One mustn’t overlook the importance of Udemy. It’s a gigantic, sprawling marketplace of tutorials on every conceivable creative, digital pursuit. As such, one might not immediately think of it for music production specifically, but it boasts an impressive number of quality courses. Topics such as Music Production I – Learn to be a Music Producer, Music Production II – Music Production Workflow, Music Producer Masterclass: Make Electronic Music and Game Music Composition: Make Music For Games From Scratch give you some idea of the scope and potential value of their offerings. The Udemy website has courses specific to most DAWs, and every course is rated by alumni, which helps you establish which one is right for your needs when learning electronic music production.

  • Lynda.

  • Lynda’s Music Production Path

    In 2017, Lynda was acquired by Linkedin to be its skills and training arm, and as such is focused on providing professional-grade training for people serious about advancing their careers. That’s encouraging, because it suggests the content will be good enough to improve the career prospects of current professionals. The Music producion path is a collection of 39 hours of tutorials covering every aspect of becoming a music producer, from composition to mixing and even lyric-writing. While Lynda also has much more focused courses on specific skillsets, the Productoin Path is a great option for those seeking a holistic education. Suitable for beginners and intermediates, the course is $25 a month, although you can have a 7-day triel and it’s free for Lynda members.

  • EDM Prod.

  • EDM Prod

    From humble beginnings, EDM Prod was ‘just’ a blog, but became so popular thanks to its concise, relevant and focused articles, that it developed a range of courses for would-be EDM producers. These courses are extremely popular, and while they aren’t taught by household names, there’s little doubt about their real-world quality.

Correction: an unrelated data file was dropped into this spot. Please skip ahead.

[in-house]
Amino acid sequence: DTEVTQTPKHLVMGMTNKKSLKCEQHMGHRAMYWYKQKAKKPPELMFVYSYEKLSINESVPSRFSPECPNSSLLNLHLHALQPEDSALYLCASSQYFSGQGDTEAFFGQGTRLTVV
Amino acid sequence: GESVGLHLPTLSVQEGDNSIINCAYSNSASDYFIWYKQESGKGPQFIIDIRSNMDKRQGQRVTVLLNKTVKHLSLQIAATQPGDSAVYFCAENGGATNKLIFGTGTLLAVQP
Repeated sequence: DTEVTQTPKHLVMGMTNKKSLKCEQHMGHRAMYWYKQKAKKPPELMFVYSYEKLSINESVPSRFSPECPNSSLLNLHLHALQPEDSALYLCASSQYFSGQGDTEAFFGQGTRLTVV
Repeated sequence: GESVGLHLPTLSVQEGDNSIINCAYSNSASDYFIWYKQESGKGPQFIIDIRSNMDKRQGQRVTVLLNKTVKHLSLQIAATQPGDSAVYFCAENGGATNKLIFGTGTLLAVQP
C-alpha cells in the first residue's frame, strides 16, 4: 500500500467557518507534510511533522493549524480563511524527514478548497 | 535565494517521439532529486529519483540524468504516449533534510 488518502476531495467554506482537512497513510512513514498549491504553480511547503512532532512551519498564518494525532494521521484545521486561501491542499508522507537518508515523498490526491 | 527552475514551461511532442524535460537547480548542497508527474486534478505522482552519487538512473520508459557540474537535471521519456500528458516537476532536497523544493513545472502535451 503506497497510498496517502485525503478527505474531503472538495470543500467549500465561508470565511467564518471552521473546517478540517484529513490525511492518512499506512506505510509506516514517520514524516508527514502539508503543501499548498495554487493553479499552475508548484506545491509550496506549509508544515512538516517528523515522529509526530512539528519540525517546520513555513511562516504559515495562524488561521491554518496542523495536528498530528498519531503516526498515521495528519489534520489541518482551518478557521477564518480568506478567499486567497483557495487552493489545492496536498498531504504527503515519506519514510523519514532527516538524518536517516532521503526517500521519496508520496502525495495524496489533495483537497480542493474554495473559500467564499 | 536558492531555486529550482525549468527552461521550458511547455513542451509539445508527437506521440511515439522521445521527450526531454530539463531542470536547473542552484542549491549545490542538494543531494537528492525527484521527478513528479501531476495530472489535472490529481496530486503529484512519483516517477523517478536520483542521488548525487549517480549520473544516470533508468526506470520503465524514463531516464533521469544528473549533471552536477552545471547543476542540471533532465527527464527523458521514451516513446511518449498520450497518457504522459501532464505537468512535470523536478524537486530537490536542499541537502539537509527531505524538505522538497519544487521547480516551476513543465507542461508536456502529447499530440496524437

• Hyperbits.

  • Hyperbits Masterclass

    Another in the ‘is it a blog? Is it a course?’ camp, Hyperbits have crafted a confidently advertised course for dance music producers. They claim to be better than the rest, which may or may not be true – it’s certainly a well-considered course, with plenty of free add-ons. You’ll receive hundreds of hours of tutorials, a year of live webstream classes, a whole heap of production tools and more. They use 3rd party-plugins, like the pros, which is refreshing. They also have a clever framework to break down complicated topics into bitesize chunks, that link together to develop your understanding.

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    Music Production Blogs.

    Captain Wiki

    While video content is in ever-increasing demand, some people prefer to learn from books and blogs. As you’d expect, there are some excellent offerings available for learning electronic music production. Here are a few of them:

    • Captain Plugins Wiki

      What, you didn’t expect us to blow our own trumpet? Our Wiki recently reached the landmark of 100 articles, on topics ranging from music theory tips, production advice, workflow ideas and much more.

    • EDM Prod

      A must-check for those seeking to create modern dance tracks. Every skill is documented, from making huge kick drums to bass synthwork, arrangement ideas and gear advice. The blog augments their music production courses, as detailed above.

    • ELEPHNT

      Looks supreme, content is superb – what’s not to like about this stylish, Ableton-centric production blog? They offer plenty of content from tutorials and guides to audio and instrument patches, samples and bundles. Developed with Ableton’s Audio and MIDI Instruments in mind, this is an excellent resource for Live users.

    • Music Production Nerds

      A lovingly curated selection of articles here, that cover all pertinent topics for budding producers. Ranging from tech and gear advice to industry tips, ways to protect your music from exploiation and much more, there’s enough advice here to help any producer.

      Facebook groups and Forums.